• The binary (de)serializer supports approximately the same C++ types but obviously maps them to a platform independent binary representation rather than a JSON type.


This example shows how the library can be used to make a struct serializable:

#include <reflective_rapidjson/json/serializable.h>
// define structures, eg.
struct TestObject : public ReflectiveRapidJSON::JsonSerializable<TestObject> {
    int number;
    double number2;
    vector<int> numbers;
    string text;
    bool boolean;
struct NestingObject : public ReflectiveRapidJSON::JsonSerializable<NestingObject> {
    string name;
    TestObject testObj;
struct NestingArray : public ReflectiveRapidJSON::JsonSerializable<NestingArray> {
    string name;
    vector<TestObject> testObjects;
// serialize to JSON
NestingArray obj{ ... };
cout << "JSON: " << obj.toJson().GetString();
// deserialize from JSON
const auto obj = NestingArray::fromJson(...);
// in exactly one of the project's translation units
#include "reflection/code-defining-structs.h"

Note that the header included at the bottom must be generated by invoking the code generator appropriately, eg.:

reflective_rapidjson_generator \
    --input-file "$srcdir/code-defining-structs.cpp" \
    --output-file "$builddir/reflection/code-defining-structs.h"

There are further arguments available, see:

reflective_rapidjson_generator --help


Mixing with direct RapidJSON usage and further notes

It is of course possible to mix automatic serialization/deserialization with direct RapidJSON usage. This can be done by invoking the push and pull functions within the ReflectiveRapidJSON::JsonReflector namespace directly.

The push functions are used on serialization to populate intermediate data structures for the serializer of the RapidJSON library. The intermediate JSON document can also easily be obtained via JsonSerializable<Type>toJsonDocument().

Note that this means a copy of the provided data will be made. That includes all strings as well. Currently there is no way to use RapidJSON's copy-free SetString-overloads instead. As a consequence the mentioned intermediate JSON document can be serialized without causing any further read accesses to the actual data structures.

The pull functions are used to populate your data structures from intermediate data structures produced by the parser of RapidJSON. Also in this case a copy will be made so only owning data structures can be used when deserializing (see remarks regarding supported datatypes).

Binary (de)serialization

It works very similar to the example above. Just use the BinarySerializable class instead (or in addition):

#include <reflective_rapidjson/binary/serializable.h>
struct TestObject : public ReflectiveRapidJSON::BinarySerializable<TestObject>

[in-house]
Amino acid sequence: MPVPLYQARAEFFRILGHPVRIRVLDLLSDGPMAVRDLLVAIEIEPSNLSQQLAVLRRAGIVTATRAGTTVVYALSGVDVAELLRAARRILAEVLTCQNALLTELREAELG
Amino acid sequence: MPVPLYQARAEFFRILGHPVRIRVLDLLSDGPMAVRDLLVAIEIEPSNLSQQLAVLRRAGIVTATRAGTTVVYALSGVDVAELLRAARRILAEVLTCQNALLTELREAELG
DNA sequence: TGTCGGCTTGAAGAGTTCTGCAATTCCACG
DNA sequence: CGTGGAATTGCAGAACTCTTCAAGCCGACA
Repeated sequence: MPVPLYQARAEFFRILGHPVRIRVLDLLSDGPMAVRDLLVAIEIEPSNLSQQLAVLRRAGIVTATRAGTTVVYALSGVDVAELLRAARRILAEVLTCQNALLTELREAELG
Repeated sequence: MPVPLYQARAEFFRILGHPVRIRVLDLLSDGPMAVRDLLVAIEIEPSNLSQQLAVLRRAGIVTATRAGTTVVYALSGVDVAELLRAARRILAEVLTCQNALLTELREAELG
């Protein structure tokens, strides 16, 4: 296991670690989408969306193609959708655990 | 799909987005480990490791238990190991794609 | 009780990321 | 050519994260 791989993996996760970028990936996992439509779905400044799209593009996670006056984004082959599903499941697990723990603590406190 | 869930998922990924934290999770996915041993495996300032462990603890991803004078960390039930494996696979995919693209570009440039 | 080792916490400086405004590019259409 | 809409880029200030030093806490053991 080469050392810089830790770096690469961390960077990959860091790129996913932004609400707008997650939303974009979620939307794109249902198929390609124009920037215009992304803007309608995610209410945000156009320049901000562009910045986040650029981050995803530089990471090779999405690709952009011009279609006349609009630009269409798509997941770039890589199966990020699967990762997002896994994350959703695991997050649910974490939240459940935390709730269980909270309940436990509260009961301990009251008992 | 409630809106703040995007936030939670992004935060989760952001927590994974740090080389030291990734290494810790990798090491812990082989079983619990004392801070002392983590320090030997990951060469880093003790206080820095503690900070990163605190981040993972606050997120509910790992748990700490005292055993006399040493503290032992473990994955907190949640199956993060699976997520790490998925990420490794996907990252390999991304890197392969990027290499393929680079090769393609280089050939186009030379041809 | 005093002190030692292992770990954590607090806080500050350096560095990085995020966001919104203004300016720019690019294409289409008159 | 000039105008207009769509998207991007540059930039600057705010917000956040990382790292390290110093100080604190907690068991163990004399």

Invoking code generator with CMake macro

It is possible to use the provided CMake macro to automate the code generator invocation:

# find the package and make macro available
find_package(reflective_rapidjson REQUIRED)
# "link" against reflective_rapidjson
# it is a header-only lib so this will only add the required include paths
# to your target
target_link_libraries(mytarget PRIVATE reflective_rapidjson)
# invoke macro
    INPUT_FILES code-defining-structs.cpp
    GENERATORS json binary

This will produce the file code-defining-structs.h in the directory reflection in the current build directory. So make sure the current build directory is added to the include directories of your target. The default output directory can also be overridden by passing OUTPUT_DIRECTORY custom/directory to the arguments.

It is possible to specify multiple input files at once. A separate output file is generated for each input. The output files will always have the extension .h, independently of the extension of the input file.

The full paths of the generated files are also appended to the variable LIST_OF_GENERATED_HEADERS which then can be added to the sources of your target. Of course this can be skipped if not required/wanted.

The GENERATORS argument specifies the generators to run. Use json to generate code for JSON (de)serialization and binary to generate code for binary (de)serialization. As shown in the example, multiple generators can be specified at a time.

The macro will also automatically pass Clang's resource directory which is detected by invoking clang -print-resource-dir. To adjust that, just set the cache variable REFLECTION_GENERATOR_CLANG_RESOURCE_DIR before including the module.

For an explanation of the CLANG_OPTIONS_FROM_TARGETS argument, read the next section.

Passing Clang options

It is possible to pass additional options to the Clang tool invocation used by the code generator. This can be done using the --clang-opt argument or the CLANG_OPTIONS argument when using the CMake macro.

For example, additional definitions could be added using --clang-opt -DSOME_DEFINE -DANOTHER_DEFINE. But it is actually possible to pass anything from clang --help, including the -X... options.